By Siri Yellamraju, Spring 2016 Student Intern
In theory, the goal of Socially Responsible Investing (SRI) is noble and practical. Who wouldn’t want to pioneer a movement towards investing in only the “good companies” and help the world? Unfortunately, many of the best companies that have generated the best returns and bolstered our economy are also some of the worst culprits in violating human rights laws, environmental regulations and general corporate governance rules.
As stated in this article from the Atlantic, at some level, our economic system is socially problematic. It’s hard to balance the goals of making money and benefiting the world at the same time. Investing in a free, capitalistic market comes with certain caveats and challenges. No matter how much you pay attention to where the materials are sourced from and the labor practices of the corporation, at the end of the day investors get a pay out when the company performs as well as possible. Corporations do not provide the requisite transparency needed in order to determine whether or not they are “clean handed” and socially responsible.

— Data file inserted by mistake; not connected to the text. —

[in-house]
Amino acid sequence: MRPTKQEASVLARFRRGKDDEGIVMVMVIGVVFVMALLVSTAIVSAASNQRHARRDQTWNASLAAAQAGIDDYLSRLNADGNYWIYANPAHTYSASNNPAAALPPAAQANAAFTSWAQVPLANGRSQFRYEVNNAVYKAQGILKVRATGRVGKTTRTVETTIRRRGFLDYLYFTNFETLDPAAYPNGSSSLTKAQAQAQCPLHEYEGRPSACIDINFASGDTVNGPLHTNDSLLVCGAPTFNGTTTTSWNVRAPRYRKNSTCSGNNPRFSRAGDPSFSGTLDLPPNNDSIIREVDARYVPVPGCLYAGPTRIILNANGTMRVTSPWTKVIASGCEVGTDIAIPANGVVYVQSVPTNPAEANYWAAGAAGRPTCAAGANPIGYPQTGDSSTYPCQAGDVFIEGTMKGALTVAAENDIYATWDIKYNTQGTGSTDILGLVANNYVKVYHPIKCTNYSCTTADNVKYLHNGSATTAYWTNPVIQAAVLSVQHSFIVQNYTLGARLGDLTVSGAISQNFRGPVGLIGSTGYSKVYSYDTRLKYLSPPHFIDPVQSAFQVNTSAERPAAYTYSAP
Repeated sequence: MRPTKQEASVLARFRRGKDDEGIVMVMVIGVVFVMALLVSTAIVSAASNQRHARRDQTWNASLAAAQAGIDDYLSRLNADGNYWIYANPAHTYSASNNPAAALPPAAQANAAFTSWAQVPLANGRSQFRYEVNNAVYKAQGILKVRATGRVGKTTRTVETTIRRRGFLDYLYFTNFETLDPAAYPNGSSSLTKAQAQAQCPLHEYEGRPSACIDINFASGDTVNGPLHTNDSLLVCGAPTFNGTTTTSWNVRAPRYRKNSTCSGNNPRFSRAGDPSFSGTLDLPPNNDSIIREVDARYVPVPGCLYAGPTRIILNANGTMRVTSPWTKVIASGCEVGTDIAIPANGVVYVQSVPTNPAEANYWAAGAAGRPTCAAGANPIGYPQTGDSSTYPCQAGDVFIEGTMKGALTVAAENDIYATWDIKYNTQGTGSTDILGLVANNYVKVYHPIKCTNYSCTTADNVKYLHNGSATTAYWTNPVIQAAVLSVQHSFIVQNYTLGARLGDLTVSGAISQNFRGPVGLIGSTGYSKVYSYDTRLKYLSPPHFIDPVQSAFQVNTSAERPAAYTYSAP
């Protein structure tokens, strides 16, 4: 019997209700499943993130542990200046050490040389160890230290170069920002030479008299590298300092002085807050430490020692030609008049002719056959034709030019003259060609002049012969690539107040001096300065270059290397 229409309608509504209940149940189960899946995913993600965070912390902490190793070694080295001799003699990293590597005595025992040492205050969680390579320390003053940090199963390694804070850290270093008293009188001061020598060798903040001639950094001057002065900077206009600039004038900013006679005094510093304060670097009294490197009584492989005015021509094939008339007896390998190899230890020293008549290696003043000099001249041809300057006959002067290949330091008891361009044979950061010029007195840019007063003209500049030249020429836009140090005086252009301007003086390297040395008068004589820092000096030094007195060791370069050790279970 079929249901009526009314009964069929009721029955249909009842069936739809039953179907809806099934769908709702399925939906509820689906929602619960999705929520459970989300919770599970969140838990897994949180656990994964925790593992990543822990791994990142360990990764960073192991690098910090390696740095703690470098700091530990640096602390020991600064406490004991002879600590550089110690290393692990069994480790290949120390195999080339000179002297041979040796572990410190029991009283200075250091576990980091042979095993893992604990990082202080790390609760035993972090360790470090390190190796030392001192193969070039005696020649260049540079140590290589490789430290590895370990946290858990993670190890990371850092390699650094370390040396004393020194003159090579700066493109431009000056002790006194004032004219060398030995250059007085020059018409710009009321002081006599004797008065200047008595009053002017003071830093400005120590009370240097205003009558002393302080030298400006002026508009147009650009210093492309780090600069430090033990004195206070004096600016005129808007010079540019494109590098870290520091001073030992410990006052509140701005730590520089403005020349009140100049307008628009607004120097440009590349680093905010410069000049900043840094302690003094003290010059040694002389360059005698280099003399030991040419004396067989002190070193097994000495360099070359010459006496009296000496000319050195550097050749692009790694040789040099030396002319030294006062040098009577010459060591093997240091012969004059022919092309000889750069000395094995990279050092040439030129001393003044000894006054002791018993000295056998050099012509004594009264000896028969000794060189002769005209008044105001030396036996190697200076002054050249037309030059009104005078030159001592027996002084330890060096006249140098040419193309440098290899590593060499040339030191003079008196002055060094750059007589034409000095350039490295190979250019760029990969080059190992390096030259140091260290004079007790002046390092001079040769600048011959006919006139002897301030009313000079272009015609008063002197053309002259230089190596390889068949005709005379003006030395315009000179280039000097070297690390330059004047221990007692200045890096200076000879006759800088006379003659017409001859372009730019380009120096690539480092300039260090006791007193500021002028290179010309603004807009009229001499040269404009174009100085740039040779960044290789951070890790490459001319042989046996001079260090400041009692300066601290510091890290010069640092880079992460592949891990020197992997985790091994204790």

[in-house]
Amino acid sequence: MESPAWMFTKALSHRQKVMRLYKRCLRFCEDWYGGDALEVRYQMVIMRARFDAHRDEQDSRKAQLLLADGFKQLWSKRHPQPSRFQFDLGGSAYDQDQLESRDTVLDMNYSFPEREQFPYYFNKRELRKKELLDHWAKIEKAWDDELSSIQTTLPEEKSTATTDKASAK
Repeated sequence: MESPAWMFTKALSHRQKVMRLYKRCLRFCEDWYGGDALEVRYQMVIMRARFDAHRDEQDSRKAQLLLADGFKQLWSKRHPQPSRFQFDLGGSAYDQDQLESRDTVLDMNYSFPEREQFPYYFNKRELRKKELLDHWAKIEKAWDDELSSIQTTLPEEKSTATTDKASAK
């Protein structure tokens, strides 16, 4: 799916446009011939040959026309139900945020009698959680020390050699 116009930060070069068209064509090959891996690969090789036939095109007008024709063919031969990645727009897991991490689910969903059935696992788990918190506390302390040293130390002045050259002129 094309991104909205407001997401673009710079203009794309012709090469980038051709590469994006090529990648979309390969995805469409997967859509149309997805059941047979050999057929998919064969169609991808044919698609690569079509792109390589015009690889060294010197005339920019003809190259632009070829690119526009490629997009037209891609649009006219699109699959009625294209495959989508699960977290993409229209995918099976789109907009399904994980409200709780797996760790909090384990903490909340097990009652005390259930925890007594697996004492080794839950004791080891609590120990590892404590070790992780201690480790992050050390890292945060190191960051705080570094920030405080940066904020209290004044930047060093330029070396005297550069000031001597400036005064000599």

Over the past five and ten years, 65% of socially screened funds have performed below the average returns of other comparable funds. Many of the corporations self-report their performance, especially in regard to their compliance with environmental regulations (carbon footprint for example). If people are investing in a fund based on a number that can easily be skewed from being self-reported, directors and executives have more of an incentive to skew numbers. A firm’s ethical practices rarely affect the shareholder price and may actually end up being a loss to the investor. Intangible assets like employee satisfaction or customer perception of brand do not show up on balance sheets and income statements, and are not a part of the equation when determining stock price.
SRIs are also prone to being used as pawns in scams. It’s easy to market the benefits of an SRI when the factors that make the fund socially conscious do not show up on the balance sheet and are intangible. These factors can’t be measured, but can be observed or “felt” by the community. For example, the SEC charged an investment adviser who defrauded clients of $8.7 million. He promised to use their funds to invest in socially responsible companies but used it instead to pay other investors and fund his business.
By doing extensive research, enlisting the help of a reputable broker, investors can still invest money in funds that are socially responsible, but give a healthy return. After all, you can’t put a price on doing the right thing.